This turnover is likely to be driven by routine childhood vaccinations and exposure
to infections, common in this age group. Whole blood cultured in the absence of antigen reduced Ki67 expression to barely detectable levels by day 6, presumably due to cells reverting to a quiescent state. Therefore, this 6-day assay proved to be sufficiently specific and sensitive for the identification of rare, antigen-specific T cells following vaccination in the context of high ex vivo frequencies of Ki67+ T cells. Overall, our data show that outcomes click here of the Ki67 assay correlate strongly with current flow cytometry based whole blood and PBMC proliferation assays. This assay is highly reproducible, versatile, and presents several practical advantages over current techniques. We propose Ki67 as a marker for quantifying antigen-specific T cell proliferation, and utilising this assay to monitor T www.selleckchem.com/products/z-vad-fmk.html cell responses
in large field studies or paediatric studies based on limited blood volumes. The authors declare no financial or commercial conflicts of interest. W.A.H. is supported by the NIH (RO1-AI065653 and NO1-AI70022). T.J.S. is a Wellcome Trust Research Training Fellow (080929/Z/06/Z). “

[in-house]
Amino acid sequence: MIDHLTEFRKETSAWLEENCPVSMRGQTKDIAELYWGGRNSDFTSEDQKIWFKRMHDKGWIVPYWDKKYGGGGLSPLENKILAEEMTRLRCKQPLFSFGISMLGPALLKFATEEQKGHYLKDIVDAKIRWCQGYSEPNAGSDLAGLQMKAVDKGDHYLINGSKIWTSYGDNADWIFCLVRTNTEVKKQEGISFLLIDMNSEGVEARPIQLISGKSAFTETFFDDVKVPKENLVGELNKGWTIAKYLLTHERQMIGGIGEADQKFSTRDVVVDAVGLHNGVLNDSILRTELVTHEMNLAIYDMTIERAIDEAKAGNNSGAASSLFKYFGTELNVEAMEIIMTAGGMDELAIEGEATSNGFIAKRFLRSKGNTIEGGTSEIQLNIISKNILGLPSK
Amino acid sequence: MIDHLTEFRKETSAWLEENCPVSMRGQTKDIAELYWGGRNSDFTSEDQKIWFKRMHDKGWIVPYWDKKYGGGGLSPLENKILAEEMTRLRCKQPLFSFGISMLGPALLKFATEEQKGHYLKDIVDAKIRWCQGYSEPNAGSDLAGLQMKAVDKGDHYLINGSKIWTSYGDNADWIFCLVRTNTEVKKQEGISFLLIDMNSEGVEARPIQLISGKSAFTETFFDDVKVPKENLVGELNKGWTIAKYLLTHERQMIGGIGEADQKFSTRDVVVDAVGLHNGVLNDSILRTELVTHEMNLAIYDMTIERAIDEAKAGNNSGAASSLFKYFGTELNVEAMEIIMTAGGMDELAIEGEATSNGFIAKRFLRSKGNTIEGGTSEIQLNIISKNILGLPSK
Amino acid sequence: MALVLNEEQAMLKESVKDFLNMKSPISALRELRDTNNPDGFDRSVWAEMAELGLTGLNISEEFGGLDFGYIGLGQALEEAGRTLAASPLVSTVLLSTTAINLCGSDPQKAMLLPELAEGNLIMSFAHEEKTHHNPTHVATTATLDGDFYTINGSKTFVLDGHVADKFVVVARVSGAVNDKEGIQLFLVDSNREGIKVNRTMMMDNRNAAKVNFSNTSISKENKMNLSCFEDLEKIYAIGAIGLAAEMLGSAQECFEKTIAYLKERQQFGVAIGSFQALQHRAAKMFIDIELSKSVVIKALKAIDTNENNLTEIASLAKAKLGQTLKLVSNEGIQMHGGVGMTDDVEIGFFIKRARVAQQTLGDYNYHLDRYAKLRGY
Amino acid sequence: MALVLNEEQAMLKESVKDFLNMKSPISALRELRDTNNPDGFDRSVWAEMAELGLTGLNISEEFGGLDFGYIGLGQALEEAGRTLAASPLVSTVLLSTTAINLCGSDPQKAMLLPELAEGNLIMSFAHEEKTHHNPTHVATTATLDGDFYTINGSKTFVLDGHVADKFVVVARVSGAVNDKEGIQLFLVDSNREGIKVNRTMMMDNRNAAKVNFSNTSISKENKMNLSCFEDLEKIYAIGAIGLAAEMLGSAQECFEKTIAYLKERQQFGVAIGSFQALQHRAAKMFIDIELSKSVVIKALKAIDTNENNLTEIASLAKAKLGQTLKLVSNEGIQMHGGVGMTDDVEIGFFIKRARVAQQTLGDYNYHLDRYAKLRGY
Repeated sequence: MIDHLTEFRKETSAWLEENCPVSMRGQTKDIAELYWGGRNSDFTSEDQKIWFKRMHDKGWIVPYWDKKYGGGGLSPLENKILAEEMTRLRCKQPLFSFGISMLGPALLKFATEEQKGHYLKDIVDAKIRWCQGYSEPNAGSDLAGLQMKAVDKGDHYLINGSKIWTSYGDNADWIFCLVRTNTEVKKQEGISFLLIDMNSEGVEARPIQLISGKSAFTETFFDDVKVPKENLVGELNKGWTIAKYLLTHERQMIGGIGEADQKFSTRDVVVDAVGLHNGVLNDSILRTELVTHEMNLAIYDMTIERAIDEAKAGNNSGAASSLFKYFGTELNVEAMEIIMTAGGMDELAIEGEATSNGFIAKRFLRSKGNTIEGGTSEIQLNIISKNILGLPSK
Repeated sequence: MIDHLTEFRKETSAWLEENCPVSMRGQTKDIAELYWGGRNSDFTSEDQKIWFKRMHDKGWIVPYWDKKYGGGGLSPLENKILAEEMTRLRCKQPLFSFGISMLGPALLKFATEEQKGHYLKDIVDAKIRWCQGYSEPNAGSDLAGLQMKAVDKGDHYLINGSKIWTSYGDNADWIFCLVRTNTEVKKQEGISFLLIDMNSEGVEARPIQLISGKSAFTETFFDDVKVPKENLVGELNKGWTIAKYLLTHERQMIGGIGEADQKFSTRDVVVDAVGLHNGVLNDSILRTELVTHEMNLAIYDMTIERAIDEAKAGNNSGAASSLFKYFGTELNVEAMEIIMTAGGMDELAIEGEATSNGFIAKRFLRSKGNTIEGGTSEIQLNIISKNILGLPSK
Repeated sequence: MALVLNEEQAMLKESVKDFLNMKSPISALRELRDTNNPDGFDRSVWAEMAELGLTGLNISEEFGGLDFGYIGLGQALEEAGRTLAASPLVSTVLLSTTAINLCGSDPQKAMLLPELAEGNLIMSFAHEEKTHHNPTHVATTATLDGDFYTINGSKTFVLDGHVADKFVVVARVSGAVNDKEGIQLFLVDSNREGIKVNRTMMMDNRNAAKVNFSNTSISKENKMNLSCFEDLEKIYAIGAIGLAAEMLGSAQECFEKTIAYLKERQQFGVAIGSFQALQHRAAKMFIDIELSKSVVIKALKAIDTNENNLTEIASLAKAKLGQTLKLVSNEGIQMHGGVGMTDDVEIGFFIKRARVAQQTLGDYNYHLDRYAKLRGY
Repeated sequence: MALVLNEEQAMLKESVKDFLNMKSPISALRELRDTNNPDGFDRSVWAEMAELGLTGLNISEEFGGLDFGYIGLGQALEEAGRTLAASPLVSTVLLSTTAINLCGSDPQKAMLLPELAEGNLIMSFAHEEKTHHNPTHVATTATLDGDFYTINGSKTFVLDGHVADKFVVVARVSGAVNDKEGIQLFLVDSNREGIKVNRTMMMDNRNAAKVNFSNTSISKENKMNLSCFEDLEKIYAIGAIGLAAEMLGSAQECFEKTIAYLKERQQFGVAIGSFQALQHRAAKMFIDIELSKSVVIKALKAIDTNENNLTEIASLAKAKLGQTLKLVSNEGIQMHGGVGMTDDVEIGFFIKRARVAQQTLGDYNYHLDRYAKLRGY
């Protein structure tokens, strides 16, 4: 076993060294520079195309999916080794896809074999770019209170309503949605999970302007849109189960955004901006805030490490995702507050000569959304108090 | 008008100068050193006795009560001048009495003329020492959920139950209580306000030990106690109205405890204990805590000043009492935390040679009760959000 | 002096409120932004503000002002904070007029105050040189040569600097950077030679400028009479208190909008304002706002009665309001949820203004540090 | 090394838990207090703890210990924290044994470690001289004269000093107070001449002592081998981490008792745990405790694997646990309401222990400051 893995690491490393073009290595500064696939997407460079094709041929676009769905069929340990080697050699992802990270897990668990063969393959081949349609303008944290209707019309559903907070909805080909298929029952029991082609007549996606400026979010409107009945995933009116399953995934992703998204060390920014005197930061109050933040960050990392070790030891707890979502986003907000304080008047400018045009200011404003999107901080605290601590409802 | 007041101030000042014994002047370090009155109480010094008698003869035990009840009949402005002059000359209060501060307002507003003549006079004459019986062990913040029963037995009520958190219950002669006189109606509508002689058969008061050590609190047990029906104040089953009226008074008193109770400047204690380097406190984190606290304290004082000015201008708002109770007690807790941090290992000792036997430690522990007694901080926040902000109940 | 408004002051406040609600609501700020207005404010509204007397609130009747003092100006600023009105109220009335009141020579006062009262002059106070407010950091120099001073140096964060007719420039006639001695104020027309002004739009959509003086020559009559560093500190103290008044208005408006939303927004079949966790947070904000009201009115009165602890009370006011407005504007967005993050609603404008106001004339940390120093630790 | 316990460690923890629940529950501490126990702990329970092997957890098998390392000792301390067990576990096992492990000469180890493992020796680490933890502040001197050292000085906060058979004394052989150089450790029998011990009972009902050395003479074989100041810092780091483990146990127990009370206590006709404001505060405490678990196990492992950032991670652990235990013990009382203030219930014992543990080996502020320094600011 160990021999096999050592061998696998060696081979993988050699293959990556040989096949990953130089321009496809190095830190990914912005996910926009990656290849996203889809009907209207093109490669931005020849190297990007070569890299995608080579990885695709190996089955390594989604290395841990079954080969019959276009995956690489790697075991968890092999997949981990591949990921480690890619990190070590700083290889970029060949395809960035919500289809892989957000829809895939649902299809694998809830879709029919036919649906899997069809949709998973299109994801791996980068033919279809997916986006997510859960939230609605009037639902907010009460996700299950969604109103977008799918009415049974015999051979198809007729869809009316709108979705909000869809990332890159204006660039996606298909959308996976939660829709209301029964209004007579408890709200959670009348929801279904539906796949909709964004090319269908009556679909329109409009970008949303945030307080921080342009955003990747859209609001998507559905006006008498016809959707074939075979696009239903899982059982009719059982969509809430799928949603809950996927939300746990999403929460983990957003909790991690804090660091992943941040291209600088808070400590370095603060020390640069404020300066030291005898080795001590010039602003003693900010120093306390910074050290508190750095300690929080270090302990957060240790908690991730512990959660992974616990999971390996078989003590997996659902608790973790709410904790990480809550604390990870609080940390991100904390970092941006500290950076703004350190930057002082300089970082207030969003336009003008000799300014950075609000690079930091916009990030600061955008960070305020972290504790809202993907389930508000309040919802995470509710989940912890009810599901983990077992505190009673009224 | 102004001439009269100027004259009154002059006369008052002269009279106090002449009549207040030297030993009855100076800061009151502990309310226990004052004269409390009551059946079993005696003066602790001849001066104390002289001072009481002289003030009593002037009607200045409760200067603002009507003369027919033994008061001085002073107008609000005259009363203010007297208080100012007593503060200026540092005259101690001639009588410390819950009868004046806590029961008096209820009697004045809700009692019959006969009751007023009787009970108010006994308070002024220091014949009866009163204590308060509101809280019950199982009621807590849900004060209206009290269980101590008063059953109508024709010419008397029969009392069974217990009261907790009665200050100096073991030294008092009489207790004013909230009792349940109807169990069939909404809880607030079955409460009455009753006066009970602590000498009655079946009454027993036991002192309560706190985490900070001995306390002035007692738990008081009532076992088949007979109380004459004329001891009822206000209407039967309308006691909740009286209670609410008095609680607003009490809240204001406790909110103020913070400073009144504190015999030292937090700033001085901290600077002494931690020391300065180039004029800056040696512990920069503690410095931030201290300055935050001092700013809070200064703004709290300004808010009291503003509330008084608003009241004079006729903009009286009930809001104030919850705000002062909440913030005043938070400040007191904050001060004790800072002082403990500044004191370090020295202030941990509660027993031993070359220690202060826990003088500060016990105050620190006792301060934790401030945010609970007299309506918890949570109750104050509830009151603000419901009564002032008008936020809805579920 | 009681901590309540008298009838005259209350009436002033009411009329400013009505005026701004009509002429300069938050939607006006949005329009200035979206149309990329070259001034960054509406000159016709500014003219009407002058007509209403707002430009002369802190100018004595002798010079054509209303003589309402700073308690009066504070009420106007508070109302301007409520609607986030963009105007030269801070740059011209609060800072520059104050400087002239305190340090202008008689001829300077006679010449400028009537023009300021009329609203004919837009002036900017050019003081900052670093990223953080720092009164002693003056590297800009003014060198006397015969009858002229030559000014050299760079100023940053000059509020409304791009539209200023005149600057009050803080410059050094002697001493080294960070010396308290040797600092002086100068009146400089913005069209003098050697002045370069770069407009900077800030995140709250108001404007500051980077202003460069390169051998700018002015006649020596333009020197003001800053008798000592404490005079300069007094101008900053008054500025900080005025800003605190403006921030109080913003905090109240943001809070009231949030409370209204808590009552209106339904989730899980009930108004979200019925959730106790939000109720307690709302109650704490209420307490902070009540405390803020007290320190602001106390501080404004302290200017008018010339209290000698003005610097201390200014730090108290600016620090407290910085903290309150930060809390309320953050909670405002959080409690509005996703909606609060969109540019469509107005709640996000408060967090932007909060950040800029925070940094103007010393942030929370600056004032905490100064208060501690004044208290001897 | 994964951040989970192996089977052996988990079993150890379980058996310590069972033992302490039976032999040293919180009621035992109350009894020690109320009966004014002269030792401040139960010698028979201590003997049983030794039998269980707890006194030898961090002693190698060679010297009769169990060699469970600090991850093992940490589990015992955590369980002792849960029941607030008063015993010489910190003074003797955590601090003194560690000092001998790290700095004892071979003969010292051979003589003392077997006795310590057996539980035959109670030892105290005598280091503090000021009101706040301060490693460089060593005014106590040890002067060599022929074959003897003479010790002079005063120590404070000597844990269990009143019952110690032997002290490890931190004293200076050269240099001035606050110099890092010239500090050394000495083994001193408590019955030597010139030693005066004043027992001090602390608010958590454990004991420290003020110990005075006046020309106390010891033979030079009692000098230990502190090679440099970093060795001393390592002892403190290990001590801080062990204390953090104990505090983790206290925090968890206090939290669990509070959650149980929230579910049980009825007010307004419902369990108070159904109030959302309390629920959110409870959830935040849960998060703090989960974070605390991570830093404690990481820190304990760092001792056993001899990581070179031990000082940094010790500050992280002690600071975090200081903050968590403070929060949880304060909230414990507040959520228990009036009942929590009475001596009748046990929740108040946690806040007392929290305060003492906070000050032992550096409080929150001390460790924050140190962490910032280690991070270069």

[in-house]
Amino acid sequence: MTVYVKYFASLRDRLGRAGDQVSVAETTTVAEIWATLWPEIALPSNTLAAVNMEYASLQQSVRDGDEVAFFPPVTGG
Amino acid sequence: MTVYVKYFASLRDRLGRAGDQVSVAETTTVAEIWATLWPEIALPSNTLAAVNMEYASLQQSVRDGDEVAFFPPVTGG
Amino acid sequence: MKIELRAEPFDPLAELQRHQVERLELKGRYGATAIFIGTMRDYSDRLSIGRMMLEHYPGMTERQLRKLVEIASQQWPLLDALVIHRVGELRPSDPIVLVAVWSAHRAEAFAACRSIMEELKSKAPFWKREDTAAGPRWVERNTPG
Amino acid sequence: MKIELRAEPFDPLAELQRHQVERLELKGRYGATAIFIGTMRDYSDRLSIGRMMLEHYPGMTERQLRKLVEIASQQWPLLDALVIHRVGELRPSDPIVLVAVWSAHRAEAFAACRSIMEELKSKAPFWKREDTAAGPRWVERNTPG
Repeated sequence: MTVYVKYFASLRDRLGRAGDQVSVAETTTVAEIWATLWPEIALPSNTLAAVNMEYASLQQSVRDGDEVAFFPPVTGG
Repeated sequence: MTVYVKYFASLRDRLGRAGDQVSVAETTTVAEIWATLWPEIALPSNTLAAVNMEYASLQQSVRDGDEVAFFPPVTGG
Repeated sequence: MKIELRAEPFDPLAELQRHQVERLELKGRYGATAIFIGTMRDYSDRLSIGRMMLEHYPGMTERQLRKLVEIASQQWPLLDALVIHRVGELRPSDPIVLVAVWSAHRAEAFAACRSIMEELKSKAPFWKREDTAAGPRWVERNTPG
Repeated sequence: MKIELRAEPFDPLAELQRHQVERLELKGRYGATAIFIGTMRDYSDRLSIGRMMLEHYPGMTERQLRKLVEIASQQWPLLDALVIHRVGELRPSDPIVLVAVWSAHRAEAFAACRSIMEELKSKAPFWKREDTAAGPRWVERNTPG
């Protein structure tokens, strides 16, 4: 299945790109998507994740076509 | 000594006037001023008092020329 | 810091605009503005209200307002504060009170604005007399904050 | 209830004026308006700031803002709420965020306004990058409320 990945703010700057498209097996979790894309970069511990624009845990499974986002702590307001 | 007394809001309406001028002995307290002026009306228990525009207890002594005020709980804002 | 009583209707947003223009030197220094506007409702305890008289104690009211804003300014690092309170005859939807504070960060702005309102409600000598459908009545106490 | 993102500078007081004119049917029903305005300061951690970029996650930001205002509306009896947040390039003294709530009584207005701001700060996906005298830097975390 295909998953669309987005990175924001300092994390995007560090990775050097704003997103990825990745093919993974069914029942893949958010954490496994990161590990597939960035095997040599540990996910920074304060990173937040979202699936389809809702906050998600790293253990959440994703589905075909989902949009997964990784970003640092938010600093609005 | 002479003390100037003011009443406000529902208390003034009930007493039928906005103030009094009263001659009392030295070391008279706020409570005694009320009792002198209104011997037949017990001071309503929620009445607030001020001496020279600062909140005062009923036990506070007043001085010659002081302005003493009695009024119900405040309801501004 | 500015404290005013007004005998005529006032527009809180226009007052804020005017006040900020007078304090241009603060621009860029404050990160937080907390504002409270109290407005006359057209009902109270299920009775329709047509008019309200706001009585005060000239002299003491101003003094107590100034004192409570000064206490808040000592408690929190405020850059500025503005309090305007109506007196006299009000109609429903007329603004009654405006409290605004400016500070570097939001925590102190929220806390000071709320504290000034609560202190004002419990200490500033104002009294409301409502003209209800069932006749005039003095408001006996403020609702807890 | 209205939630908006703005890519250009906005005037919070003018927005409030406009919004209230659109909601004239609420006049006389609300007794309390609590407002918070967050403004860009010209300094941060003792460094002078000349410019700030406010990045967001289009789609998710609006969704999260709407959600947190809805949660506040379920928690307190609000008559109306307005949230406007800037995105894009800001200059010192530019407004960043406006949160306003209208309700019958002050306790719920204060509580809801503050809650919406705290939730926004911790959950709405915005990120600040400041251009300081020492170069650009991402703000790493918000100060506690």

“The two signal hypothesis of lymphocyte activation proposes that T cells that receive Signal 1 via their T cell receptor (TCR) complex depend on concomitant triggering of costimulatory receptors to achieve full activation (Greenwald et al., 2005 and Watts, 2005). T cell activation is also modulated by inhibitory costimulatory receptors that are able to attenuate TCR-signals. By acting as potent regulators of host-protective as well as pathological processes, T cell costimulatory pathways play a pivotal role in immunity (Saunders et al., 2005, Keir et al., 2008 and Nurieva et al., 2009). Consequently, such pathways are prime therapeutic targets in diseases that
are associated with aberrant T cell responses (Ford and Larsen, 2009 and Li et al., 2009). Likewise, tumor patients or individuals suffering from chronic viral infection might benefit from therapies Exoribonuclease that enhance costimulatory pathways or block inhibitory receptors (Blank and Mackensen, 2007). In this context it is evident that a more complete understanding regarding the function of human T cell costimulatory molecules is a prerequisite for the development of efficient therapeutic strategies. Studies on costimulatory pathways on human cells are hampered by several circumstances. Antigen presenting cells (APC) harbour a plethora of activating and inhibitory ligands with overlapping and redundant functions, which complicate the assessment of the contribution of single molecules to T cell activation processes. Studies on individual costimulatory pathways often rely on the use of immobilized antibodies. Such antibodies might differ from the natural ligands regarding their binding site and affinity.